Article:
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Characterization of the Structure Sensor as a Surface Imaging Device for Medical Physics Purposes

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P Bardos

P Bardos1*, L Padilla1 , (1) Virginia Commonwealth University, Richmond, VA


WE-RAM3-GePD-J(A)-3 (Wednesday, August 2, 2017) 10:30 AM - 11:00 AM Room: Joint Imaging-Therapy ePoster Lounge - A

Purpose: To assess the accuracy of the surface models captured by the Structure Sensor in comparison to external CT contours. To examine the effects of different measurement distances and resolution settings on the quality of the surfaces acquired with the Structure sensor.

Methods: A Structure Sensor (Occipital, Inc.), mounted on an iPad and with the “Scanner” application (Occipital, Inc.), was used to create surface models of the Rando phantom head. Surfaces were recorded with high and low resolution settings at distances of 40 cm and 60 cm from the phantom. The external contour of the phantom from a CT scan (3mm slices, 120 kV, 30 mA, outside patient air threshold=0.6g/cc) was used as the “ground truth”. The surfaces were analyzed in MATLAB with an in-house code. The Iterative Closest Point algorithm was used to register the surfaces and the separation between the registered surfaces was obtained using the nearest neighbor algorithm.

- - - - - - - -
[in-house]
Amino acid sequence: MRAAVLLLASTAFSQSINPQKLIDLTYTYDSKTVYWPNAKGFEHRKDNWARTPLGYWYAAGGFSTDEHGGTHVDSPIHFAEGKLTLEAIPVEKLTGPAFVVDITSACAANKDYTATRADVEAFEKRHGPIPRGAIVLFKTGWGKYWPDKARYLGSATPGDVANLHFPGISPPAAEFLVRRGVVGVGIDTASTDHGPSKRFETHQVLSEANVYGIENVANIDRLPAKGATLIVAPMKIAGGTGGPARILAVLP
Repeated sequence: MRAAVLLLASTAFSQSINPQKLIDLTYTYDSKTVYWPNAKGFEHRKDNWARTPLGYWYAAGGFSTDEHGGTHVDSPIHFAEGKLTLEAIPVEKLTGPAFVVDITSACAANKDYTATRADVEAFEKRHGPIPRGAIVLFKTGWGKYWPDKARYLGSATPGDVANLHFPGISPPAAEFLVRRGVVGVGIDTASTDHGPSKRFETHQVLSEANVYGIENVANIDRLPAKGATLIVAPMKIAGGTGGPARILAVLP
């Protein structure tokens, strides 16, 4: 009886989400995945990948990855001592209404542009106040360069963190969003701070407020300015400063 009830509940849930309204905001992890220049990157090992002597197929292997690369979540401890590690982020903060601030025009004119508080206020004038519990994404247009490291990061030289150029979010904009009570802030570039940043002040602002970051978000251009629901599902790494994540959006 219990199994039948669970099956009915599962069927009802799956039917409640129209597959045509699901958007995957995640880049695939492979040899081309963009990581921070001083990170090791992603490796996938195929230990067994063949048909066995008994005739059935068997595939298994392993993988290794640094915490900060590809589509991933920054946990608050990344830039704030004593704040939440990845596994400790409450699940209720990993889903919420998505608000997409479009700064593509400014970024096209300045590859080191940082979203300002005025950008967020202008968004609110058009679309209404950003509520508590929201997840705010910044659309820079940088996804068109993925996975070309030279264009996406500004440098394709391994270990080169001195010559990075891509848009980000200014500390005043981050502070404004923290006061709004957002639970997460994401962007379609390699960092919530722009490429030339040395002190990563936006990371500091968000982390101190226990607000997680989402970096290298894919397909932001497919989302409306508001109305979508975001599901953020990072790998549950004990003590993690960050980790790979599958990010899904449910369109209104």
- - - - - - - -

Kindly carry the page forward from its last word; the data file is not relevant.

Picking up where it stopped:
Results: Both the resolution setting and the scanning distance from the object had an impact on the surface quality. The mean ± standard deviation values were 2.789 ± 1.004mm (low resolution at 40cm), 1.182 ± 0.225mm (low resolution at 60cm), 1.776 ± 0.403mm (high resolution at 40cm), and 1.660 ± 0.563mm (high resolution at 60cm). Captures taken at larger distances showed better agreement with the external surface of the CT scan.

Conclusion: This work shows the feasibility of the Structure Sensor as a tool to create patient surface models. Our tests indicate that the high or low resolution settings at larger distances provide surfaces that match the external CT contours within 2mm. This accuracy shows its potential use for a variety of clinical applications. This work will be used in the future for the creation of a patient model for collision detection during treatment planning.

Funding Support, Disclosures, and Conflict of Interest: This work was funded by a grant from Philips.

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